"I’m not a Beatnik, I’m a Catholic."
Jack Kerouac

Under the influence of William S. Burroughs and Neal Cassady, American author Jack Kerouac, 1922-69, became the popular banner carrier for the Beat Generation which originated in the 1950s. Kerouac described himself as “actually not ‘beat’” but a “strange solitary crazy Catholic mystic.” And don’t call him a Beatnik. He deplored the evolution from Beat to Beatnik.

Born in Lowell, Massachusetts, to a Catholic middle class family (his father was a printer and businessman), Jack had an early private Catholic education at St. Joseph’s Parochial School and attended Columbia University on a football scholarship, but he quit school his sophomore year to join the Merchant Marine.

He appeared to be close to his mother throughout his life, eventually living with her in Northport, Long Island, and then St. Petersburg, Florida. He also had a sister and a brother who died at the age of nine.

He had said his final plans were to “live in a hermitage in the woods, continue writing quietly into old age with mellow hopes of Paradise which comes to everybody anyway.”

One can only hope he found the Paradise he searched for. Jack would be dead from complications of alcoholism at the age of 47.

At age 25 he began his journey from New York to California and back again several times, writing about his adventures in his most famous novel, On The Road which wasn’t published until 1957. His novel The Town and the City was publis hed in 1950; he had written his first novel at the age of nine. In Lowell he was influenced by Sebastian Sampas, a local poet who was killed in WW II. Interestingly, Jack’s third wife was also a Sampas, perhaps a sister. He was also impressed with the adventurous Jack London and admitted to be influenced by Saroyan and Hemingway and later Tom Wolfe.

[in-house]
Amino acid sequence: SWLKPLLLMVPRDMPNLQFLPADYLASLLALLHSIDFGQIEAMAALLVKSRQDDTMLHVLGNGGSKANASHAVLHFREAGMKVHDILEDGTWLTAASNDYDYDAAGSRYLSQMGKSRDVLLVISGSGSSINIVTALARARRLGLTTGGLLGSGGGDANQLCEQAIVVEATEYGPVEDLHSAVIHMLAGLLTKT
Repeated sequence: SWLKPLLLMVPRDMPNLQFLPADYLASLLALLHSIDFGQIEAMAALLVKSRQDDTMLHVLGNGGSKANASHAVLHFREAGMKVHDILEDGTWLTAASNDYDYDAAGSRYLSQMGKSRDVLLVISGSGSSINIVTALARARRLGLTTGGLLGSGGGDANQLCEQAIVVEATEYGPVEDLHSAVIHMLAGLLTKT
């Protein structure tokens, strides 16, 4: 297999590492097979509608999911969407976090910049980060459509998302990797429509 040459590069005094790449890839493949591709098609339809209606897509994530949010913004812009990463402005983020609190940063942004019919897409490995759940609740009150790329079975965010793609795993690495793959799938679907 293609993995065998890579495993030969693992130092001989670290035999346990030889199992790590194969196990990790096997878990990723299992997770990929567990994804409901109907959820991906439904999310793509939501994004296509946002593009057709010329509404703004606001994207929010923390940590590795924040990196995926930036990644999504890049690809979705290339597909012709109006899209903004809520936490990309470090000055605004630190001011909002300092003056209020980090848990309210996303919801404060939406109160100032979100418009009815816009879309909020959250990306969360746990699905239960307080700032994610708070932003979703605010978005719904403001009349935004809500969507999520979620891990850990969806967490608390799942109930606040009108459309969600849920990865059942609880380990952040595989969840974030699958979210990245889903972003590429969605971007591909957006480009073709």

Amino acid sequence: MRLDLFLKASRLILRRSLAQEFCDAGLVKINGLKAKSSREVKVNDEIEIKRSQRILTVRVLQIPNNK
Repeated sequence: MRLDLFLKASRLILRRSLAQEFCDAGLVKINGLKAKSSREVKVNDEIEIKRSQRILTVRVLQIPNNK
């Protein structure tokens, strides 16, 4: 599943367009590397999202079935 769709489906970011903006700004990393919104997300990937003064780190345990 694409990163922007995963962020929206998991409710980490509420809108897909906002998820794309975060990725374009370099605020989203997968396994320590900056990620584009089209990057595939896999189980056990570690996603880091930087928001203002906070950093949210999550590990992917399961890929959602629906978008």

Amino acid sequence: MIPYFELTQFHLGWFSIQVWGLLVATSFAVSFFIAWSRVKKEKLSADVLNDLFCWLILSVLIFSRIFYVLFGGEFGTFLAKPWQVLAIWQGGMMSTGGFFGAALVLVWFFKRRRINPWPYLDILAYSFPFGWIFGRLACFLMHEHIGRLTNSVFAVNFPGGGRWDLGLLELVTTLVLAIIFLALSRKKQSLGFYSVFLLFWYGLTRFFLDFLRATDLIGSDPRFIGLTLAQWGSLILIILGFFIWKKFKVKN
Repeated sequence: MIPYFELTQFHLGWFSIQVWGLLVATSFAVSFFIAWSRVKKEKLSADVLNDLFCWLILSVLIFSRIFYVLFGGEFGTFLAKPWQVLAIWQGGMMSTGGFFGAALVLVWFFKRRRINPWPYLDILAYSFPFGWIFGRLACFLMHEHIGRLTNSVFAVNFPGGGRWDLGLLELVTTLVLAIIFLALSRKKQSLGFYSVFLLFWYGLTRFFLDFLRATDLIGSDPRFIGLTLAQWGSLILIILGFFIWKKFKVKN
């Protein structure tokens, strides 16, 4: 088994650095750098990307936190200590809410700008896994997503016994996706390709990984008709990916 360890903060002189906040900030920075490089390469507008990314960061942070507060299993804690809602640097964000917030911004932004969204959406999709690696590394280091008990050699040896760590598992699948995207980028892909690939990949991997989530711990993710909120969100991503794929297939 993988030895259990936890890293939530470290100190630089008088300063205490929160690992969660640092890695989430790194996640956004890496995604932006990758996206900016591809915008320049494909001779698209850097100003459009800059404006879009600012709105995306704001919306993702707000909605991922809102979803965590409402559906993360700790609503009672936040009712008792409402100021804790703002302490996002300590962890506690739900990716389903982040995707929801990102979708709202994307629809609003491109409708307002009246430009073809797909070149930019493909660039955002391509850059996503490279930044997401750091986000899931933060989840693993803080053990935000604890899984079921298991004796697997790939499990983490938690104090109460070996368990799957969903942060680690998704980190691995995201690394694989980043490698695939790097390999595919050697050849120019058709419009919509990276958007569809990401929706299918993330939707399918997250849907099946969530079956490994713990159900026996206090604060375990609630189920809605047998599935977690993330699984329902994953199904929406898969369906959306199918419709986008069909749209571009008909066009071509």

Kerouac published 19 works in the years between 1950-69.

While he wrote and waited for publishers to recognize him, he did just about everything to support himself when he could not borrow or live off his friends. Most of his work involved working on ships, and railroads, but he also was a soda jerk, cotton picker, forest service fire lookout, and construction laborer.

On the Road bro ught notoriety and success. Now he was the leader of a literary movement and a way of life he thought was a passing fad. He was 35, older, wiser, sadder, and asked to be the young guru of a nihilistic life style built on drugs, sex, life on the road. He wasn’t the same man anymore, not so innocent and much more intelligent than the narrator of the novel, young Sal Paradise. Critics scoffed at the Beat Generation of writers, which must have hurt tremendously. One can say a lot about the work of Kerouac, some of it not very encouraging, but I think he took his work very seriously and honestly believed in his words. The rejection along with the fame–again the duality so apparent in Kerouac’s life– led him to alcohol (although his father was an alcoholic, too). He abandoned Buddhism, becoming dependent and irrational. One biographer likens Kerouac to Kurt Coba n, the Seattle musician, who also truly suffered.

Kerouac’s last years were spent living with his mother in Northport, Long Island where he continued playing a game of “baseball,” a card game he created, drinking cheap sweet wine like Thunderbird, the winos’ drink of choice. He remained a Catholic although his Roman faith remained colored by Buddhism.

A few years before his death he married his third wife, Stella Stampas; the first two marriages had lasted only a few months. Stella, a childhood acquaintance from Lowell, is described as “maternalistic and older.” Her function seems to have been as a caregiver to Kerouac’s aging mother.

About this time in his forties Kerouac became a political conservative, supporting the war in Vietnam and befriending William F. Buckley. Wouldn’t you love to hear those conversations?

"You are a genius all the time."